INTERVIEWS

Raketkanon - Interview and Photo Report From Devilstone 2017

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words: Elena Mara Reed, photos: Anton Coene, 2017-08-10

Raketkanon – Ghent’s craziest band – is a quartet that blends noise rock with punk attitude. Here at Devilstone festival, the band had proved its notorious reputation to the fullest. The drummer [Pieter] went on stage naked. The singer [Pieter-Paul] jumped off the stage to rave with the crowd. Add thundering, weighty guitar groans and drones intertwining with luscious synth and... we are sold! After their colossal gig at Devilstone, I caught up with Pieter-Paul Devos [vocals] and Jef Verbeeck [guitar] to chat about writing, creativity and (no) directions.

 

Your music is described as unhinged. I’d just say it’s crazy. Where does the inspiration come from?

Jef: We don’t think too much about it. There is no premeditation. It’s just what happens when we play together.

Pieter-Paul: I don’t think you have to ask yourself that question. If you feel it, it is all what matters. Our music is a translation of the way we live.

 

photo: Anton Coene

 

'We don’t have a problem of mocking ourselves. It’s not like we are a metal band. It’s fun to make a stupid dance to heavy music.'

 

You have made some brilliant videos. For example, Florent, which was directed by you and Farmboy. Can you tell us more about the creation of these videos? Is anyone of you working in film industry?

Pieter-Paul: It’s just something we like to do. It’s always fun to make a video. With Florent, what happened was that we saw some ugly 70s videos, like Cliff Richard’s. Videos where people are taking themselves too seriously… That was a background to make our own kitsch video.

Jef: None of us have studied or worked in film. But Pieter-Paul has a very strong feel and interest for it. We see videos as an art form in itself. Also, we always make them on a really low budget. We are lucky to have so many creative friends who help us.

Pieter-Paul: Without these people our ideas would not see the light… Also, we don’t have a problem of mocking ourselves. It’s not like we are a metal band [laughing]. It’s fun to make a stupid dance to heavy music.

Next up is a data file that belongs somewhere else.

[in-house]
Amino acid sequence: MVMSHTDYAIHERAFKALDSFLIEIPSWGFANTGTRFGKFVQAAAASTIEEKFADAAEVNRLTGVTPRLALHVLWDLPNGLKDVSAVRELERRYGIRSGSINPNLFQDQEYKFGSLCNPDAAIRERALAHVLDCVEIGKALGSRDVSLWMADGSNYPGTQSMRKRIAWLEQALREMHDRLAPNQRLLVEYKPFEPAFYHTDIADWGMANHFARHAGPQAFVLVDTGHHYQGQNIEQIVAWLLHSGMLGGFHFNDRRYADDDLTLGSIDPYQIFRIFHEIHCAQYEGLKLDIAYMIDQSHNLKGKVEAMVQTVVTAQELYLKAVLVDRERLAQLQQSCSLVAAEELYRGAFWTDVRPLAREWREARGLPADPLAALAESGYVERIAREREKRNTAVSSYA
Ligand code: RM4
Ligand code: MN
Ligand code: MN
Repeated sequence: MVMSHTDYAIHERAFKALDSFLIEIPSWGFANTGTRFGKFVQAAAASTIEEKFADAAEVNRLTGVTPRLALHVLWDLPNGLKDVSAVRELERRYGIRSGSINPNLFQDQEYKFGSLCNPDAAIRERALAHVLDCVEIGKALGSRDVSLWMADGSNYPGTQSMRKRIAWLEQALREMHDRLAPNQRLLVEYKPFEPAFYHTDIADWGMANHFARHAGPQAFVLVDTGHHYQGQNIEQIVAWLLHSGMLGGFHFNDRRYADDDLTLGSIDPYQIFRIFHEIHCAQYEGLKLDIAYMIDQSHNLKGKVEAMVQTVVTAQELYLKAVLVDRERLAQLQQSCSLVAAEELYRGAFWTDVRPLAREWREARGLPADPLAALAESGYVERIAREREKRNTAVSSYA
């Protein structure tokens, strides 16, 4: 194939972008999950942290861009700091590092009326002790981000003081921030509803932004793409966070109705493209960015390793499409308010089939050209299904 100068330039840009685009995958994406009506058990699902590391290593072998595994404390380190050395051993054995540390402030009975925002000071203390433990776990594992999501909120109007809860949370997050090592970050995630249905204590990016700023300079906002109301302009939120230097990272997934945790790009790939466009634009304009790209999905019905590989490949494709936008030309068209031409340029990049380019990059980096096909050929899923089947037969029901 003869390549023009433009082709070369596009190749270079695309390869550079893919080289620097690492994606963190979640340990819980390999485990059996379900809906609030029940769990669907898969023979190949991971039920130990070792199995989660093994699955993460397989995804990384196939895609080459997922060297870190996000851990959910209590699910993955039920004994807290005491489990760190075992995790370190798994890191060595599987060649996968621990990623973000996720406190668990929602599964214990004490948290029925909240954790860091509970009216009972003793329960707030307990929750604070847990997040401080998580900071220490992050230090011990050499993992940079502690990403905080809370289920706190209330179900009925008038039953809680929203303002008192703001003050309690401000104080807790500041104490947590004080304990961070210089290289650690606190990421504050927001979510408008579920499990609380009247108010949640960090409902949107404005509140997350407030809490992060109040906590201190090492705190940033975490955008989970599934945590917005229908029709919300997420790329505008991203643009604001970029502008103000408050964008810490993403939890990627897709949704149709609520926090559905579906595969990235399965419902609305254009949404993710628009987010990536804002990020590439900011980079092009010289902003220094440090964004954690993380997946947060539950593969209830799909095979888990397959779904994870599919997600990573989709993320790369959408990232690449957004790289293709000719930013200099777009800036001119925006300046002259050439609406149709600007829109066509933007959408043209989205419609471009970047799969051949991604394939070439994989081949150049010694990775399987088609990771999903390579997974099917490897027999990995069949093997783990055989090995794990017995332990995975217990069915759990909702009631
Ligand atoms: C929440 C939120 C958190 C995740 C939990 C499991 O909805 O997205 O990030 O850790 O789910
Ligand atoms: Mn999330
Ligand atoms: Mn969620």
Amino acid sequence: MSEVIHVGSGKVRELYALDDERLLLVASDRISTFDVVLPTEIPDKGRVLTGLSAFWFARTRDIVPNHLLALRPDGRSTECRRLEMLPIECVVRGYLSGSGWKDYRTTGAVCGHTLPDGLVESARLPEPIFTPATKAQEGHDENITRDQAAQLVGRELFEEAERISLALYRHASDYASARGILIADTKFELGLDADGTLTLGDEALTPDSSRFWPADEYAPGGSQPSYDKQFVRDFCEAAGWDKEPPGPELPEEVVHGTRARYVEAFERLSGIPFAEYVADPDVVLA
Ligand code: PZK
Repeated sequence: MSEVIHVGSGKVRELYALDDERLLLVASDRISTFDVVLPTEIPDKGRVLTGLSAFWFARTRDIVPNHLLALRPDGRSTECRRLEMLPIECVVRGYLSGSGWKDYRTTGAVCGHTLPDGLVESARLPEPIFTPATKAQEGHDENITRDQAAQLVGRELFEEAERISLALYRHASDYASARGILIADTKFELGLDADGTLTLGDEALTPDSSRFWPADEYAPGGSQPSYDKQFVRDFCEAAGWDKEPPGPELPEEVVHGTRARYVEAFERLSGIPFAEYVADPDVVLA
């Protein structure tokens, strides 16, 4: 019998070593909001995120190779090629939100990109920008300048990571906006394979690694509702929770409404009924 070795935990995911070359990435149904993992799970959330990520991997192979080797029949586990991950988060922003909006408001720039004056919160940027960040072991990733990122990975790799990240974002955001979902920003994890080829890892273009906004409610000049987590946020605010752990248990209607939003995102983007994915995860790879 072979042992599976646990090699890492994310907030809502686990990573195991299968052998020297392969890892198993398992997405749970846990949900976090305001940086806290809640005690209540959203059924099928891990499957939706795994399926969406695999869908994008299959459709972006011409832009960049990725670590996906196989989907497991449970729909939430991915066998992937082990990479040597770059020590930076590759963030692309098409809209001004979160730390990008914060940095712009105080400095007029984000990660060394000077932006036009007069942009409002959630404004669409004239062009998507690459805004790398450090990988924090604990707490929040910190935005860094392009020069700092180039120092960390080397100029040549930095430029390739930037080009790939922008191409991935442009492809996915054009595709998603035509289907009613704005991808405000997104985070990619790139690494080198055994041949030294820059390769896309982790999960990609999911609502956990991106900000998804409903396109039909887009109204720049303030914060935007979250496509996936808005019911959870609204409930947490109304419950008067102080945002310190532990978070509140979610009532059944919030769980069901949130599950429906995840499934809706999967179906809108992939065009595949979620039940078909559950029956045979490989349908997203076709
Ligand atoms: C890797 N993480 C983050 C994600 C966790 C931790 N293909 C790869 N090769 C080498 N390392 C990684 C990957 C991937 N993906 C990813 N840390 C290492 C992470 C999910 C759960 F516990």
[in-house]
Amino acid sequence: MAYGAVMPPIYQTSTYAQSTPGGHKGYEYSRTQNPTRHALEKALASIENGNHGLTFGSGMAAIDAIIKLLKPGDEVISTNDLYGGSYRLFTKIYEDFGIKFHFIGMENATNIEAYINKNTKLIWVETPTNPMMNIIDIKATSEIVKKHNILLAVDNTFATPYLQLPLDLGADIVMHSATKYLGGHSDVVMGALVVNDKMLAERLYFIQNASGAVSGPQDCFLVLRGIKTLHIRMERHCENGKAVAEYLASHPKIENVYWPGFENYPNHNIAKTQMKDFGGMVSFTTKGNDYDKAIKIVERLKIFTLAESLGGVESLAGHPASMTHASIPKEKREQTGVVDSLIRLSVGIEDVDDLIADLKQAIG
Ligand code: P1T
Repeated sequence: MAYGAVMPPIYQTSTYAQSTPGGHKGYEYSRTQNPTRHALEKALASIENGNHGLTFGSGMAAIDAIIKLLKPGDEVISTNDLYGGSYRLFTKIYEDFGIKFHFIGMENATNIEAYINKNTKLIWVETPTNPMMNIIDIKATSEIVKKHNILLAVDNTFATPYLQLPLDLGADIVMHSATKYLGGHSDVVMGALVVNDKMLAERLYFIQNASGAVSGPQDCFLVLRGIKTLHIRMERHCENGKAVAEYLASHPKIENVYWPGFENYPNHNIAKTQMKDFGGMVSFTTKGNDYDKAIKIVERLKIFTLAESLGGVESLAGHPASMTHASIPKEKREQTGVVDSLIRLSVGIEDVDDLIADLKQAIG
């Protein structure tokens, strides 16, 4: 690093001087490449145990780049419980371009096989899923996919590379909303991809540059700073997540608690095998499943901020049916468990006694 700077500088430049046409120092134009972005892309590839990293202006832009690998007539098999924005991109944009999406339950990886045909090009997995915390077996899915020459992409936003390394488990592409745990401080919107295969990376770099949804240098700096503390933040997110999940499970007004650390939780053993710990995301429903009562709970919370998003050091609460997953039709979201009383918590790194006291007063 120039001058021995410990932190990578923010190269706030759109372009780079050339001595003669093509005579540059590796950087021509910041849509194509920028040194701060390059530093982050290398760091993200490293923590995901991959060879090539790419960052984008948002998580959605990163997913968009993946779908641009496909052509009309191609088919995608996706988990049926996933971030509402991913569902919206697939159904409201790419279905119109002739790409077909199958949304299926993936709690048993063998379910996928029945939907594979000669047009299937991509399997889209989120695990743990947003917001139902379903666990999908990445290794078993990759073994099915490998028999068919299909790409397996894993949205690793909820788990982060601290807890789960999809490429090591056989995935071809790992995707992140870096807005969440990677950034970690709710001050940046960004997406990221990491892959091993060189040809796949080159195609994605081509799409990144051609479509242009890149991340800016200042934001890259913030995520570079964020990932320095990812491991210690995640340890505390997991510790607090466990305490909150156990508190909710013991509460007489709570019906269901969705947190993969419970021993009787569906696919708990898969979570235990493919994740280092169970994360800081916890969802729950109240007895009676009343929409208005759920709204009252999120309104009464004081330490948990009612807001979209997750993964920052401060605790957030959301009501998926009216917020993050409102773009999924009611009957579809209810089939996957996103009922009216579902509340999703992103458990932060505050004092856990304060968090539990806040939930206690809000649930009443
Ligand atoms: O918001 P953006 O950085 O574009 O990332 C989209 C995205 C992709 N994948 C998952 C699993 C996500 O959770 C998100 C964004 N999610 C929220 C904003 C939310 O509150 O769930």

photo: Anton Coene

 

'The music comes from the band but the show comes from the interaction between the band and the crowd. It’s a communication. It’s a feedback loop of energies.'

 

Talking about dancing... Pieter-Paul, you have jumped off the stage yesterday to dance with the crowd.

Pieter-Paul: I felt like a new-born foal yesterday. The stage was so slippery! But yeah, I managed to jump off the stage without breaking any bones. I do it all the time. Even if there is no crowd [laughing]. We stage dive without crowds.

Jef: Yesterday we were a bit limited physically by the length of our cables. The stage was quite deep, so there was a big distance between us and the audience. Because of the rain we couldn’t put everything more upfront. We love to be really close to people, - smell the breath and feel the heat of the crowd.

Pieter-Paul: Recently we were talking about which direction live music could take in future. Now we have bands touring and people coming to gigs. But maybe in 20 – 30 years people will be at home watching livestream. Maybe we will be playing in an empty venue that would be broadcast. I am just fantasizing, but it would suck to play an empty venue. The music comes from the band but the show comes from the interaction between the band and the crowd. It’s a communication. It’s a feedback loop of energies.

Jef: We could see the Devilstone crowd enjoying. Actually, this was one of the few shows of Raketkanon because we are writing new material at the moment. This show was sort of in between the process.

 

photo: Anton Coene

 

'He asked me if I wanted him to spray the audience [with a fire extinguisher] during the show. Sarcastically, I said "yeah, that’s exactly what you should do". So he did it!'

 

And your drummer Pieter went on stage naked…

Jef: It was the first time he did it! The unexpected can happen with our band. For example, in Dour festival, Belgium, we once had bit too much time before the show. Out of boredom, we decided to decorate the stage with almost anything we found in the backstage…